Purpose: Total skin electron therapy (TSET) is a radiotherapy technique to treat Mycosis Fungoides; a condition where tumors form on the skin. Spoiled, low-energy electron beams (3-7 MeV) can be utilized to treat very superficial lesions on the skin. The Stanford method consists of six patient-oriented dual-fields that uniformly deposit a prescribed dose of 36 Gy to the skin. Commonly, skin areas that do not react to the radiation require a radiation boost. To aid in patient comfort and treatment position reproducibility, handlebars may be used; however, poorly characterized handlebars may attenuate low-energy electrons. The purpose of this study is to assess the dosimetric effects from holding handlebars during TSET.
Methods: All measurements were performed with a newly commissioned high-dose rate (2500 MU/min) 6 MeV energy (Varian TrueBeam) that is spoiled by 10 mm Lucite. At our center, the Stanford six dual-field technique (gantry angles of 288° and 252°) is employed at an SSD of 424.5 cm on a total body irradiation stand by Radiation Products Design, Inc. Both, parallel-plate chamber (P11) and OSLD measurements were acquired at an off-axis (OAX) position typical for hand placement. Three configurations were investigated: no attenuation, handlebar, and handlebar with bolus (1cm, Superflab) to simulate additional self-shielding from fingers; all measurements were performed with an SAD of 424.5 cm to assess relative attenuation effects.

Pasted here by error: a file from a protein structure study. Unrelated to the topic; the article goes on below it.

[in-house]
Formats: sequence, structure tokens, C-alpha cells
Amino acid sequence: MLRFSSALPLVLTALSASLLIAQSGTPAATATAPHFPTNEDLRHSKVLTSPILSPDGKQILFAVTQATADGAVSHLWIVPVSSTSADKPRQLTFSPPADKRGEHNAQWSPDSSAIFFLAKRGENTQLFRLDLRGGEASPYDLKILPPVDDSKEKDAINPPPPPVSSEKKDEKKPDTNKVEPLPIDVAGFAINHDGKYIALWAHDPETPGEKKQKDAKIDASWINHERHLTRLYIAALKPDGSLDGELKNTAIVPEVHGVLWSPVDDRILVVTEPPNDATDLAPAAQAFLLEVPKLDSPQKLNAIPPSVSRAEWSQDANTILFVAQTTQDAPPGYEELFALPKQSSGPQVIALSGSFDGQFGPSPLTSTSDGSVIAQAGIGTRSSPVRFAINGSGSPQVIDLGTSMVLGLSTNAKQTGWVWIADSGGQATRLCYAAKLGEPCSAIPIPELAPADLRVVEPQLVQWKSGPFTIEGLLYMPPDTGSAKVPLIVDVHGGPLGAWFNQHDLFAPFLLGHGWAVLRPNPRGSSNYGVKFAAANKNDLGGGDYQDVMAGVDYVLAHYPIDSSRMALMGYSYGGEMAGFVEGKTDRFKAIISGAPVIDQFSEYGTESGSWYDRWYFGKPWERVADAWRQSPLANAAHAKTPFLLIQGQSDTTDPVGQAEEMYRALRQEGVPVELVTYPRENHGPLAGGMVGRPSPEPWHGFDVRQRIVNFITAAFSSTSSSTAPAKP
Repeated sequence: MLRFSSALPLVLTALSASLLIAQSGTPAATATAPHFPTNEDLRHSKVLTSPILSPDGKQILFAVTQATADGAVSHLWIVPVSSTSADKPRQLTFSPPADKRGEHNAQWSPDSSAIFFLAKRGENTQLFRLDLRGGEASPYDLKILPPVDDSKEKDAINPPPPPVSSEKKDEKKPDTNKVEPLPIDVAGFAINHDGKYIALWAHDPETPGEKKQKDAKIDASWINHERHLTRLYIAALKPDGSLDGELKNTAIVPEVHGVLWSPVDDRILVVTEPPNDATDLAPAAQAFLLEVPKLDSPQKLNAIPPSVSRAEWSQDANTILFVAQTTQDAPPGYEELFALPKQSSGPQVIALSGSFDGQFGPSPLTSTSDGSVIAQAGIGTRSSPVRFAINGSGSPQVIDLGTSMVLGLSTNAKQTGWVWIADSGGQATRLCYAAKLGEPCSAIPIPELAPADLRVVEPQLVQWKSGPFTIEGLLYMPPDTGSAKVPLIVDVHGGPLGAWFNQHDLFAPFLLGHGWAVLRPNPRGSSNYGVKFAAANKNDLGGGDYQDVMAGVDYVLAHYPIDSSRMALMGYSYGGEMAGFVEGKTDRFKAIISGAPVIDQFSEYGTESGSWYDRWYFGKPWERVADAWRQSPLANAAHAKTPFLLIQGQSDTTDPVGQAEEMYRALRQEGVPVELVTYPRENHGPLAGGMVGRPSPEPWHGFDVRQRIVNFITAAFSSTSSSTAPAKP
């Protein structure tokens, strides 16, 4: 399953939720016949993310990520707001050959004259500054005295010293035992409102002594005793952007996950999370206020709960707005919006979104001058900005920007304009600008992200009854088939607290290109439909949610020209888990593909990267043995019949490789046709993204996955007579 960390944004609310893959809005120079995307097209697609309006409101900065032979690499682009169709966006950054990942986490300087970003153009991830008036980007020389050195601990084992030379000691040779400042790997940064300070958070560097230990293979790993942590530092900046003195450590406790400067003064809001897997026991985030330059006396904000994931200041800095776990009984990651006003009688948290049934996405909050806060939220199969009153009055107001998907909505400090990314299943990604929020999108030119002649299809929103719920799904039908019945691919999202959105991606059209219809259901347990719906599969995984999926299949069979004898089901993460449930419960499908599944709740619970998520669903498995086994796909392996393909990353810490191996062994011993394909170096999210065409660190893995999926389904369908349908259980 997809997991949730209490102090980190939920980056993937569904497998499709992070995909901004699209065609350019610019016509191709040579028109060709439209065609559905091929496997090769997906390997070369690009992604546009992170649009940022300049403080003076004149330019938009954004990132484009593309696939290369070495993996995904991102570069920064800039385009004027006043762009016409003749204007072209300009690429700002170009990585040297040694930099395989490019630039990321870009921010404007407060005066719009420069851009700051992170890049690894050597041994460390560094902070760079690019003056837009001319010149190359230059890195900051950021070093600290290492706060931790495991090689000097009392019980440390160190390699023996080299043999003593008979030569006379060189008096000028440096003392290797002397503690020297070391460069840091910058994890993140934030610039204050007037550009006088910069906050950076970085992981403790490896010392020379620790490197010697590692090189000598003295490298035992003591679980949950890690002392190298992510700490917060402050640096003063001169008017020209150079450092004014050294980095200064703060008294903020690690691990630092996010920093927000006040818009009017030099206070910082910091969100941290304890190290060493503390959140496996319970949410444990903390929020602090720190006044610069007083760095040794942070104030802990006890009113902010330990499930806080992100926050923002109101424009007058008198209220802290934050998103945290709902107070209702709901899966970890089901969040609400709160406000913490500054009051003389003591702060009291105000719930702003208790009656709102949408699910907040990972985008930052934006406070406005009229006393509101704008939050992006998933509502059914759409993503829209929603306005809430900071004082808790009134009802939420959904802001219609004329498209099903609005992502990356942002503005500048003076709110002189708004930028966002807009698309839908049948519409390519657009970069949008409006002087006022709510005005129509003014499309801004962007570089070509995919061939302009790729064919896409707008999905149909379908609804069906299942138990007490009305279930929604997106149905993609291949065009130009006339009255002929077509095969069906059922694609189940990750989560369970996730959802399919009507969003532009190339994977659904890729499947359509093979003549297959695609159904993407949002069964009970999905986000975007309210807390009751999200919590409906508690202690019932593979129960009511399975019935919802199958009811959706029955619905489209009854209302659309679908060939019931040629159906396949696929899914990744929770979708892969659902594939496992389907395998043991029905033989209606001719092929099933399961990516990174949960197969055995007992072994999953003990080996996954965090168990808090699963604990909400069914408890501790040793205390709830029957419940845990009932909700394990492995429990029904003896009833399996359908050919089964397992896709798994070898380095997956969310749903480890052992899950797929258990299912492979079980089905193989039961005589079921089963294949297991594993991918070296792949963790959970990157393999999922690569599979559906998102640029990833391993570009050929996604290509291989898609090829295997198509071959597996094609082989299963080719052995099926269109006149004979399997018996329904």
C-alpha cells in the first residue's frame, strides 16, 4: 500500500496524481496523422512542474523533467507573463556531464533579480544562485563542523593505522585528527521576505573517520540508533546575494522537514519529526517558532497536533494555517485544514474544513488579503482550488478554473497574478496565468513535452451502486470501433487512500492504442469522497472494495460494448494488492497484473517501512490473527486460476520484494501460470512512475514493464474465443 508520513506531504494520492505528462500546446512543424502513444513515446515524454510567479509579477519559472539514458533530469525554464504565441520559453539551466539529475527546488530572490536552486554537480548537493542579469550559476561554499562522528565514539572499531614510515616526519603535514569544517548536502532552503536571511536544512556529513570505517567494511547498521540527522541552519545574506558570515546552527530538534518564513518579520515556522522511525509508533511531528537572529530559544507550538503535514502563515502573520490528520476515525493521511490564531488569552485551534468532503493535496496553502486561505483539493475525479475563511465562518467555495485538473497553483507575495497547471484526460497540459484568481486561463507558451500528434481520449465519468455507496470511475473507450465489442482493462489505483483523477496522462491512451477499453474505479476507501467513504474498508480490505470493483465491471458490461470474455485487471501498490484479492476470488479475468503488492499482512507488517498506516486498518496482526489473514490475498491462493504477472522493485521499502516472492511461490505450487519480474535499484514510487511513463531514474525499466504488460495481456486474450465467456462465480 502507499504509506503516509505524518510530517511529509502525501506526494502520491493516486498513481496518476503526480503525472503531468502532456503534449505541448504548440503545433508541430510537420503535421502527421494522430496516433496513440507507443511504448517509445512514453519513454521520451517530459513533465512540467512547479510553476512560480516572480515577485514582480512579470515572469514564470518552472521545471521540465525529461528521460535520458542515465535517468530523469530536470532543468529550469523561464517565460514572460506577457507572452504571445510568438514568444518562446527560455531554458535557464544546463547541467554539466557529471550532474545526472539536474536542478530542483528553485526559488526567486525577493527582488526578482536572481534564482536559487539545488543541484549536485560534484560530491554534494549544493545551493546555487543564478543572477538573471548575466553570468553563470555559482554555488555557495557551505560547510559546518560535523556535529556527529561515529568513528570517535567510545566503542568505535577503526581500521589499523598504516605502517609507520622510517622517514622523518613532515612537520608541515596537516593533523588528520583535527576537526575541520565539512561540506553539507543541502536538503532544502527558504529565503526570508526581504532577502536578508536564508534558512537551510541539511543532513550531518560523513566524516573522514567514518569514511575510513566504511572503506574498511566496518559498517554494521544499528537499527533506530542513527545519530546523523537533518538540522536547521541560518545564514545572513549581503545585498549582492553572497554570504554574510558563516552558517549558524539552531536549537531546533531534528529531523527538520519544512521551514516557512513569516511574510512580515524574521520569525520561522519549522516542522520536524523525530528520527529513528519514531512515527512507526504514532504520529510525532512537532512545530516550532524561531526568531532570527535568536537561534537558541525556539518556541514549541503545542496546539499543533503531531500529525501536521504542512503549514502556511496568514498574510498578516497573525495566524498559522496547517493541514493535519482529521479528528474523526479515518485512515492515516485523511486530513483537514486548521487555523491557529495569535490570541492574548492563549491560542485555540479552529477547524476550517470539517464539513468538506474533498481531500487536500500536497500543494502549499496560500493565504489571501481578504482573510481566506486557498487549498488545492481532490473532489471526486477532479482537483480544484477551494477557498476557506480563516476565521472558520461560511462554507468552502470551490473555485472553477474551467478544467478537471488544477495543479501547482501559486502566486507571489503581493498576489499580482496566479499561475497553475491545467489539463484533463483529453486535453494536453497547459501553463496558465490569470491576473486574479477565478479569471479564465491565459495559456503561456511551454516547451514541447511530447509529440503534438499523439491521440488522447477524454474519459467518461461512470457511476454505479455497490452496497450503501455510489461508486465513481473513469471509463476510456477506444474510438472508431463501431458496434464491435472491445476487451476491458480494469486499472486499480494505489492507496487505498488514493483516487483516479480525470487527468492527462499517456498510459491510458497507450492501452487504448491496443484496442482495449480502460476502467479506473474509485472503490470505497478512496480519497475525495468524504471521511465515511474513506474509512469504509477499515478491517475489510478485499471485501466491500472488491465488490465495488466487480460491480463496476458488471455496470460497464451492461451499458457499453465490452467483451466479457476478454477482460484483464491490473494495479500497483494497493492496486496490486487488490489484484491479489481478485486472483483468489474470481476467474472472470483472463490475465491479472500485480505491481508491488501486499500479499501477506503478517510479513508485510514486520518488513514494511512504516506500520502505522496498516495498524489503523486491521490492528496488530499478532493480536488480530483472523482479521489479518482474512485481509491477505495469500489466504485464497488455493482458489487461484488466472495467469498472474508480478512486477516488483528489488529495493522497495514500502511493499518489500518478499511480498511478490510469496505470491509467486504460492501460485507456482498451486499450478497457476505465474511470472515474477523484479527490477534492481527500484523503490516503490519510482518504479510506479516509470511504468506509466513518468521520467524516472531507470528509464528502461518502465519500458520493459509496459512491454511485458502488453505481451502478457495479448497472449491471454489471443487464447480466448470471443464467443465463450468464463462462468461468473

Results: The average dose from both measurement modalities (P11 and OSLD) decreased by 79.8 ± 6.3% and 82.2 ± 5.9% when comparing the handlebar and handlebar/bolus to the standard (i.e. no buildup), respectively, indicating a large attenuation by the handlebars.
Conclusion: We recommend investigating low-energy attenuation by handlebars when commissioning TSET to guide personalized clinical decisions, such as handlebar usage, radiation boosting of the palms, and, if possible, educating the patient to place opened-hands before the handlebars.
Not Applicable / None Entered.